Ready to embrace an independent bookstore in Gilroy

I had a brief talk with Cinda Meister about the impending
opening of Garlic City Books in downtown Gilroy. She co-owns Morgan
Hill’s Booksmart with Brad Jones.
I had a brief talk with Cinda Meister about the impending opening of Garlic City Books in downtown Gilroy. She co-owns Morgan Hill’s Booksmart with Brad Jones.

The great news is that they project opening within the month. “Our goal is to open in January,” she said, “Whether we achieve that or not is up to my crystal ball.” There’s no firm date yet, but keep your antennae alert.

They’ll likely be open 10 a.m. to 6 p.m. Tuesday through Saturday, and possibly until 2 p.m. on Sunday. “We’d open earlier on Sundays, because OD’s is so busy,” she said. “We’ll have to see the patterns of shopping downtown; it’s easier to add hours later than to subtract them.”

Gilroy hasn’t had an independent bookstore since Wise Owl on Santa Teresa Boulevard closed several years ago. When I moved here in 2007, it still showed up on Google business search and I spent a fruitless 20 minutes driving back and forth looking for it. When it closed, Cinda and Brad purchased its fixtures but then didn’t end up needing them. They sold them to a bookstore in Menlo Park, which also ended up closing. In a great ironic twist, they recently re-bought the fixtures, and they have made their way back to Gilroy to be part of Garlic City Books.

When asked about competing with Barnes and Noble, Cinda said her store would primarily stock used books and therefore not be a direct competitor. She did add that the store will take special orders for new books, and that generally those orders arrive faster than through Barnes and Noble.

“Our service and knowledge will go a long way,” she said. She and Jones have been in the bookselling business for 15 years in Morgan Hill.

These days, physical books are threatened by ebooks and piracy concerns that affect the music industry as well. Moreover, online purveyors like Amazon have significantly dampened the sales record of countless independent bookstores and spelled their doom. Is Cinda concerned?

“We feel like we’re fighting the good fight. There are still a lot of people who love to read and want to own a physical book,” she said. “It just means we have to work harder. It’s a struggle but one we feel is worthwhile.”

Garlic City Books will also sell coffee and ice cream, and carry literary gift items, greeting cards and magazines.

THE FREE KIND OF BOOKS: Gilroy’s temporary library site’s opening has been delayed another month. The expected February opening will now be in March, according to a staffer I talked to. The discovery of seismic issues in the temporary building led to the postponement. Hmm, no one thought to examine that before? It seems the due diligence was … overdue (gotta love a library joke).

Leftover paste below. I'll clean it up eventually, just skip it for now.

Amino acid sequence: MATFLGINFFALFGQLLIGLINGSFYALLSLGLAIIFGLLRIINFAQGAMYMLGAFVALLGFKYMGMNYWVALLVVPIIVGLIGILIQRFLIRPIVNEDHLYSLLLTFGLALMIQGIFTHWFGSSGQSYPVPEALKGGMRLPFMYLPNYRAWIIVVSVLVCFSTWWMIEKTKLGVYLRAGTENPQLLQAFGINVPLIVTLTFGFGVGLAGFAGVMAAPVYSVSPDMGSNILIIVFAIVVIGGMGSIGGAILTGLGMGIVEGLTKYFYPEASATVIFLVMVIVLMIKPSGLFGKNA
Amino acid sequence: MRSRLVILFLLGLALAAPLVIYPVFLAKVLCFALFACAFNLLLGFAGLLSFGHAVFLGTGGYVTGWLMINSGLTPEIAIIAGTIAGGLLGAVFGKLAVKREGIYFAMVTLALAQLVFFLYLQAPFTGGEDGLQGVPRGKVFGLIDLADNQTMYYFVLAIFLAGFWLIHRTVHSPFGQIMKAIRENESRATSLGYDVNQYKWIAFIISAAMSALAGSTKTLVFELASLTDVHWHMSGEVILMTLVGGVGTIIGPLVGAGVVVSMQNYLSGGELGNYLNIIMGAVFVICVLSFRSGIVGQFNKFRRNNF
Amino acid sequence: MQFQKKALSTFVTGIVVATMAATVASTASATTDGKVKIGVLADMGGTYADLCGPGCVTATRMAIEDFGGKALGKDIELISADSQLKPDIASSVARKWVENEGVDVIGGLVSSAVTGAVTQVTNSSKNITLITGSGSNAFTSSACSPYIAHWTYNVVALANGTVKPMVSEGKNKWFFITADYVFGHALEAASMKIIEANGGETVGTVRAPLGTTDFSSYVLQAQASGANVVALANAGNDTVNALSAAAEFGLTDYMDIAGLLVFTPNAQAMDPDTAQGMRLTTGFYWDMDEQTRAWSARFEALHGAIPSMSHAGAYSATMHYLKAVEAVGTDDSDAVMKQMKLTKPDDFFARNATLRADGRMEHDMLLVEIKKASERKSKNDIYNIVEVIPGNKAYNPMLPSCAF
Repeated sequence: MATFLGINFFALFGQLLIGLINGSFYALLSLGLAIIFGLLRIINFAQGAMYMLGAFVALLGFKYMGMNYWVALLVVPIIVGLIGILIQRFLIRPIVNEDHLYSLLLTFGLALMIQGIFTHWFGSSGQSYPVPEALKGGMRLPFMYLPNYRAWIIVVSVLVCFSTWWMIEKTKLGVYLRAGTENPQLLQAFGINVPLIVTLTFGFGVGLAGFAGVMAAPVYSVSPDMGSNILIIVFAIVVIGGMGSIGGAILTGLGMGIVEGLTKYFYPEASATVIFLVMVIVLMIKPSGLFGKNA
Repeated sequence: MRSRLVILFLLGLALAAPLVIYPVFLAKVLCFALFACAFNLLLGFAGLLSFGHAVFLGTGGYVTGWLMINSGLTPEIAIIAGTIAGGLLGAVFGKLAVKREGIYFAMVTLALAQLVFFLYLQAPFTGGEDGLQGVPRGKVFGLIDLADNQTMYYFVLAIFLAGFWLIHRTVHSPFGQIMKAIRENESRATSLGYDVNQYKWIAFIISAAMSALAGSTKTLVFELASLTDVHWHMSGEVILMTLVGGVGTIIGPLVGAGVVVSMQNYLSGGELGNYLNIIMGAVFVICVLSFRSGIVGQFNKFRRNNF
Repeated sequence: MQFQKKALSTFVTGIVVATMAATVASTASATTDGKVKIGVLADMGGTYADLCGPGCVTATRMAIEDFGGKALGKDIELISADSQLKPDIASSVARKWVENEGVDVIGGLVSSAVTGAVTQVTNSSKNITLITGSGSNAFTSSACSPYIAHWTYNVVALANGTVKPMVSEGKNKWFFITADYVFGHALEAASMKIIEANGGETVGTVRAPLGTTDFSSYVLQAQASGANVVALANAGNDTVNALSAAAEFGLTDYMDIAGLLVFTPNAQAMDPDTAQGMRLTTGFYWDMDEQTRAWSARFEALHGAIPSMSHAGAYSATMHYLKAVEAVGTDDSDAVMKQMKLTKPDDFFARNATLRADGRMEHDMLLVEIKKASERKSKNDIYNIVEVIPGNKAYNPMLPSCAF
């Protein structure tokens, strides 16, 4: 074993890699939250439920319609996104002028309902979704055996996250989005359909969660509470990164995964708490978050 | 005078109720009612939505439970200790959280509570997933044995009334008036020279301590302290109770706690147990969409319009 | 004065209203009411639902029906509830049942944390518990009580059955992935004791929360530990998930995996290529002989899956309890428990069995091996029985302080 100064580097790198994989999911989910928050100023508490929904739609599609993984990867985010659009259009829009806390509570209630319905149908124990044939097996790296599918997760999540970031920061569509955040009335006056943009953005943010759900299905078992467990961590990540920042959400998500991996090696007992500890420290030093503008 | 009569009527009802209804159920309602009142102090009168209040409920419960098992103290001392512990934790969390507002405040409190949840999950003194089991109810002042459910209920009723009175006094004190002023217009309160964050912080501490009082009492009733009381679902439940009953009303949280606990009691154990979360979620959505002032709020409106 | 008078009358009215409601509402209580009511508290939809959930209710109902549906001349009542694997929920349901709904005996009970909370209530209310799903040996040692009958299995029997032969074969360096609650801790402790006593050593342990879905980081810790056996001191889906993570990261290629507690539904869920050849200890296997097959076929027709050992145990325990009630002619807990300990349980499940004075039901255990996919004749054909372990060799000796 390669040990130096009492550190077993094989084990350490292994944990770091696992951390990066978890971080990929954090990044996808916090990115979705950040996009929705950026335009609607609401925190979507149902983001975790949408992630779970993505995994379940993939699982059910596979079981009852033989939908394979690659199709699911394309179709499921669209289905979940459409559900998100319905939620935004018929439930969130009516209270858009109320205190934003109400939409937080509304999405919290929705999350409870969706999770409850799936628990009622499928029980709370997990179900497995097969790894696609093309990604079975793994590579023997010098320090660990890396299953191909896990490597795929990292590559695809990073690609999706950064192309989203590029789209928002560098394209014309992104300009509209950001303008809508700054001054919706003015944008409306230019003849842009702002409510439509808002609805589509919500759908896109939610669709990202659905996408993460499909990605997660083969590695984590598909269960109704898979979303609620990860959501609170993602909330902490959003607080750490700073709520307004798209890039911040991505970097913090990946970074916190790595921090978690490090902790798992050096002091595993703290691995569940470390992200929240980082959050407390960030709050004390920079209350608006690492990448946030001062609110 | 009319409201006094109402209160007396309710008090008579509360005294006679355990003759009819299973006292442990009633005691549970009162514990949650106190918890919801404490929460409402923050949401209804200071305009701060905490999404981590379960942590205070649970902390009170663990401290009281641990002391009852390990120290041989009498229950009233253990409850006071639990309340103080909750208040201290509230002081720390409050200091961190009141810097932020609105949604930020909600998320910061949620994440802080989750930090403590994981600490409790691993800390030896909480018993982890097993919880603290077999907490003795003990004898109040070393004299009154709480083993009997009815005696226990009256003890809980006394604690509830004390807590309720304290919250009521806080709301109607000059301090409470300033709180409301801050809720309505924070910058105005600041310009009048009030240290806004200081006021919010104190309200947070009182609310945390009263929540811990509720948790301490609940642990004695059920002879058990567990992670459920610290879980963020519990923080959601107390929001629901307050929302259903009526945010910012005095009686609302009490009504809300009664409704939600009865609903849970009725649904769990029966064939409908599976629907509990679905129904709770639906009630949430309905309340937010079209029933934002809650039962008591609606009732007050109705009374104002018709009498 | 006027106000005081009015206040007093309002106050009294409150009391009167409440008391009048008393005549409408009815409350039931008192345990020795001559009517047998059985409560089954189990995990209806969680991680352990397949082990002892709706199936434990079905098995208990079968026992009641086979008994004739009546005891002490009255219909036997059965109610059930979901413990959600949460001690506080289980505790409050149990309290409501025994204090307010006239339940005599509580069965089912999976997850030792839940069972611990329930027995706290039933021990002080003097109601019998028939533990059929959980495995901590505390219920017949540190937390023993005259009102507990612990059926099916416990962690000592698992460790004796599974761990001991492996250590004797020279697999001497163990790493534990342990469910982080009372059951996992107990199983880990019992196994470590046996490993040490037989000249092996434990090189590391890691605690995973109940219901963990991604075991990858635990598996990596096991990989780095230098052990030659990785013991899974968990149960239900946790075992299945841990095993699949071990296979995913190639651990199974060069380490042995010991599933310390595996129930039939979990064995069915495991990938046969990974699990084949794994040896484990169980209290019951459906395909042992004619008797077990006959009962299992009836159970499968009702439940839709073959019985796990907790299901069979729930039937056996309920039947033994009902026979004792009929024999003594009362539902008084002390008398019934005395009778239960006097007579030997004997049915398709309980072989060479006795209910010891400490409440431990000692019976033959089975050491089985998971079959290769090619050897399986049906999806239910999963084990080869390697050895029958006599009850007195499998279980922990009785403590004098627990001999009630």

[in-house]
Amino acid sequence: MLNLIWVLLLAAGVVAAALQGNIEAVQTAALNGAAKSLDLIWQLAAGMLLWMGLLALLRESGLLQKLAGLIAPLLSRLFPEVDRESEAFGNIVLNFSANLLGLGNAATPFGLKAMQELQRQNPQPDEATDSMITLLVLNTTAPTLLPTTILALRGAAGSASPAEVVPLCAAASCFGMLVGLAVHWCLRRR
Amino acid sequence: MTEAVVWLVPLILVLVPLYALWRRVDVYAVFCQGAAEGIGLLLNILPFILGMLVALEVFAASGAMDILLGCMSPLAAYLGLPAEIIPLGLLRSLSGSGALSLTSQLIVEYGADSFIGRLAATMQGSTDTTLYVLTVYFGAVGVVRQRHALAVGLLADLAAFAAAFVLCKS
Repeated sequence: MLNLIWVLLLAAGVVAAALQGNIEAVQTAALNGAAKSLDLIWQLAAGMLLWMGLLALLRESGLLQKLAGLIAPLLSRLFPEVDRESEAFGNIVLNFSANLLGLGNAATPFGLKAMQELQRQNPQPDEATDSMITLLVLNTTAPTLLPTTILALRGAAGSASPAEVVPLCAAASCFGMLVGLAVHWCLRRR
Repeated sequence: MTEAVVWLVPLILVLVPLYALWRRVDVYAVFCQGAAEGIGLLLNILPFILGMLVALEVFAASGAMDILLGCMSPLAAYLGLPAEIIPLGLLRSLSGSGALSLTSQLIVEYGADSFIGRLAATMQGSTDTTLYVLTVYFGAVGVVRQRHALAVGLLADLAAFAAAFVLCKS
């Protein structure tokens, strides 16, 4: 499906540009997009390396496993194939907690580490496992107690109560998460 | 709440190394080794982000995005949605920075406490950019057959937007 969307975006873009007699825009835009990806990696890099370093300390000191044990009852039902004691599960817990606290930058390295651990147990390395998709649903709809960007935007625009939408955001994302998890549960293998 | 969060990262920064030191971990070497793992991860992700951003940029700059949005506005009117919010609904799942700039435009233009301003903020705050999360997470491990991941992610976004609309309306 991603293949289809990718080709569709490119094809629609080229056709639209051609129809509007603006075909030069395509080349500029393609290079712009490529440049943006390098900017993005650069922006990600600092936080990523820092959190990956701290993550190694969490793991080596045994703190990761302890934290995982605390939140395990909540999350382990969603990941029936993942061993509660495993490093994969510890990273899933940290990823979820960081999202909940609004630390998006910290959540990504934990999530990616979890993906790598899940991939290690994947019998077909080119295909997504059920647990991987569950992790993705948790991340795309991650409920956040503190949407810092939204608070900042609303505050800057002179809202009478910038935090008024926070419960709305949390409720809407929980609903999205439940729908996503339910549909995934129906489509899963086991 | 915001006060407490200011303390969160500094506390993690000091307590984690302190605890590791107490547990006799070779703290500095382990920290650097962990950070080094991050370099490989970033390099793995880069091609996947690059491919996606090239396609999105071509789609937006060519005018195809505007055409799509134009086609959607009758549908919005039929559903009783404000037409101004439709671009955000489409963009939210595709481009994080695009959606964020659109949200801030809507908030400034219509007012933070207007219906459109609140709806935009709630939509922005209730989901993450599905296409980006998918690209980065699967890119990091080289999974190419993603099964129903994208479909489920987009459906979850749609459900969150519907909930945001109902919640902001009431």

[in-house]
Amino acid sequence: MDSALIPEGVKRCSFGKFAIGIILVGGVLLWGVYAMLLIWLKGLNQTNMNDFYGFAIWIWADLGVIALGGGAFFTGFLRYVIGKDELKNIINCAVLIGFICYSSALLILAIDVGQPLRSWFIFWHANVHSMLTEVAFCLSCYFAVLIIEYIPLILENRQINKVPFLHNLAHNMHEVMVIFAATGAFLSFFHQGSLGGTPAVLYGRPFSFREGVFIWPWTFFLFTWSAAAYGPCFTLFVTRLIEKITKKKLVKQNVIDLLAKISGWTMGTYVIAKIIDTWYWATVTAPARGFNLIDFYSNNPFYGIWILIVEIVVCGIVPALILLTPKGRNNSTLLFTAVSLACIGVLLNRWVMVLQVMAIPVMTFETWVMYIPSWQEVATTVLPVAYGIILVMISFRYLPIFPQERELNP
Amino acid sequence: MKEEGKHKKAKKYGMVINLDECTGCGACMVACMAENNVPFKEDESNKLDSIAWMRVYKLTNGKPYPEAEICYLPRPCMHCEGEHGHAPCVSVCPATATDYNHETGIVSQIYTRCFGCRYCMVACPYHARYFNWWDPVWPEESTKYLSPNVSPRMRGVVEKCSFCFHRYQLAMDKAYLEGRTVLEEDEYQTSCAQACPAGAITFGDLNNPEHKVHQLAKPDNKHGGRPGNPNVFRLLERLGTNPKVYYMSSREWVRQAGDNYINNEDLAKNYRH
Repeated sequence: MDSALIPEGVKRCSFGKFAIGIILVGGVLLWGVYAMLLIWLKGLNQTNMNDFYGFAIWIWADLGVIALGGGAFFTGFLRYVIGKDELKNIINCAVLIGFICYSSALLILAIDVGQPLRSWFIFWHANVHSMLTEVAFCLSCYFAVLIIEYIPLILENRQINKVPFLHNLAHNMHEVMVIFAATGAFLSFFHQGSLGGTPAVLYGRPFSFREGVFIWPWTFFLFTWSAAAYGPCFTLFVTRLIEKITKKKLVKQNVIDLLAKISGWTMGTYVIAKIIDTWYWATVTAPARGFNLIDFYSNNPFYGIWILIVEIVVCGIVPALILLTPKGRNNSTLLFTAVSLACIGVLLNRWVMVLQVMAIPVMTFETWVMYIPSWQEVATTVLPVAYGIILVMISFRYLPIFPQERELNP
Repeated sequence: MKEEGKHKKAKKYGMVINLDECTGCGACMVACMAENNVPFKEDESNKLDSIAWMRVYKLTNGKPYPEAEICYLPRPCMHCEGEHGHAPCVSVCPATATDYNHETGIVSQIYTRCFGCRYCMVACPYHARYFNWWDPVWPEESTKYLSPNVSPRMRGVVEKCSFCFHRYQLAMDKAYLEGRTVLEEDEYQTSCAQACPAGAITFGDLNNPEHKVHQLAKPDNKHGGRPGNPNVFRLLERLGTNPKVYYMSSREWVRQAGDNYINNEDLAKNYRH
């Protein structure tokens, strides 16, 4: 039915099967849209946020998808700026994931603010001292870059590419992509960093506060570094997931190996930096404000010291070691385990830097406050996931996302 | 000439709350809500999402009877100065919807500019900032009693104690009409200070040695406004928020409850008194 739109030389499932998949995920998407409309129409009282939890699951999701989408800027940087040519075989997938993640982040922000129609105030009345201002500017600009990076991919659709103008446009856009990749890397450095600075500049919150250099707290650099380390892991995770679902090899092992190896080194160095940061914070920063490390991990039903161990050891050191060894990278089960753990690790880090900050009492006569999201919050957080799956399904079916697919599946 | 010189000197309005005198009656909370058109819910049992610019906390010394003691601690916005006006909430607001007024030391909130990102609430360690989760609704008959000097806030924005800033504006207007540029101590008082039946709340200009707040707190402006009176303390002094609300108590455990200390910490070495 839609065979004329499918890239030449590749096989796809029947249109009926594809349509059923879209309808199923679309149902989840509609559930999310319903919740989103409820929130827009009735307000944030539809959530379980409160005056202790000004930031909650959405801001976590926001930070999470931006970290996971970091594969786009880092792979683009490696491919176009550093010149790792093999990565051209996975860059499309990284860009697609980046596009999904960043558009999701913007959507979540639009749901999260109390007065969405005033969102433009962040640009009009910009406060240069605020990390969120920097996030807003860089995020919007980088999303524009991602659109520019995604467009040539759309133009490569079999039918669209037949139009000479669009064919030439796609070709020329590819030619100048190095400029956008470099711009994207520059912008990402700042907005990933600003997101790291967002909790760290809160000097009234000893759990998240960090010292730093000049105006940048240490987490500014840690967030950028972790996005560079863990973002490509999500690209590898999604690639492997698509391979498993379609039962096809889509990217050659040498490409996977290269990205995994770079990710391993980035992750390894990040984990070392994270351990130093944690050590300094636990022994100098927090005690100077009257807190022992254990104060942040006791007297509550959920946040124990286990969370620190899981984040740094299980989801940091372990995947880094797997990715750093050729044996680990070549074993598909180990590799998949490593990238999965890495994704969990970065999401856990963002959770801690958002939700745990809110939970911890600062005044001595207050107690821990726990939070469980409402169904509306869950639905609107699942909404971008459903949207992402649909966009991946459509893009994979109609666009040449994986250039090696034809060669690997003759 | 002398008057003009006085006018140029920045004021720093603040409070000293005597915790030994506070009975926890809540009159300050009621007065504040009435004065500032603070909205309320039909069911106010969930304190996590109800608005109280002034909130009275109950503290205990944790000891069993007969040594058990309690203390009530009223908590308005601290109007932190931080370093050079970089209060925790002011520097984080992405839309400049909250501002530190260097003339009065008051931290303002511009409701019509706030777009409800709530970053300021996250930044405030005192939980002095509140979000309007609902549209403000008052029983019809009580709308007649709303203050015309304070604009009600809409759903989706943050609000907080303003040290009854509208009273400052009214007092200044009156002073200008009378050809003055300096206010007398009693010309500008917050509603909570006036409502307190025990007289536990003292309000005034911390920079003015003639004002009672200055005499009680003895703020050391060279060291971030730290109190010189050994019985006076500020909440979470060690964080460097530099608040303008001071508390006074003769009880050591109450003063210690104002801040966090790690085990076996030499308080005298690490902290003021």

THE HISTORIC KIND OF BOOKS: As a follow-up to my last column, I wanted to congratulate the winner of the trivia contest, Cathy Silveira. She correctly answered, “Pleasant Valley” to the question, “What was Gilroy’s original name?” and won a $10 gift card from First Street Coffee.

Some contention arose over whether the right answer might be “Rancho San Ysidro,” but I went back to the source – the author of the book “Gilroy” – for confirmation. Claudia Salewske tells me, “The area that the city covers actually includes portions of several of the former Ranchos. The village of San Ysidro was a little ways outside today’s city limits – east of today’s freeway and heading out to Pacheco Pass … So for my money, Pleasant Valley is the answer.”

However, in the interest of goodwill, I’m happy to also purchase a gift card for the person who first said Rancho San Ysidro online. That person, “Gilroy Native,” should go back to the comments section for instructions.

A handful of people commented online at, but far more emailed me. Many sent their own memories of Gilroy’s yesteryear, and I really enjoyed reading those. Several wrote in to tell me that if anyone purchases Salewske’s book at the city museum, a portion gets donated back to the museum: very generous of the author!

Perhaps one of the most useful responses to the column yielded information I’ve been wanting ever since I moved here: how to pronounce the street name Princevalle. I’ve heard the “valle” part pronounced as “val,” as “valley” and as “vy-yay.” Brad Bannister wrote me, “Many people mispronounce the name Princevalle. It was named after a local doctor, I believe, and he pronounced it Princevalley with the long e sound at the end.”

And now we shall … close the book on books.

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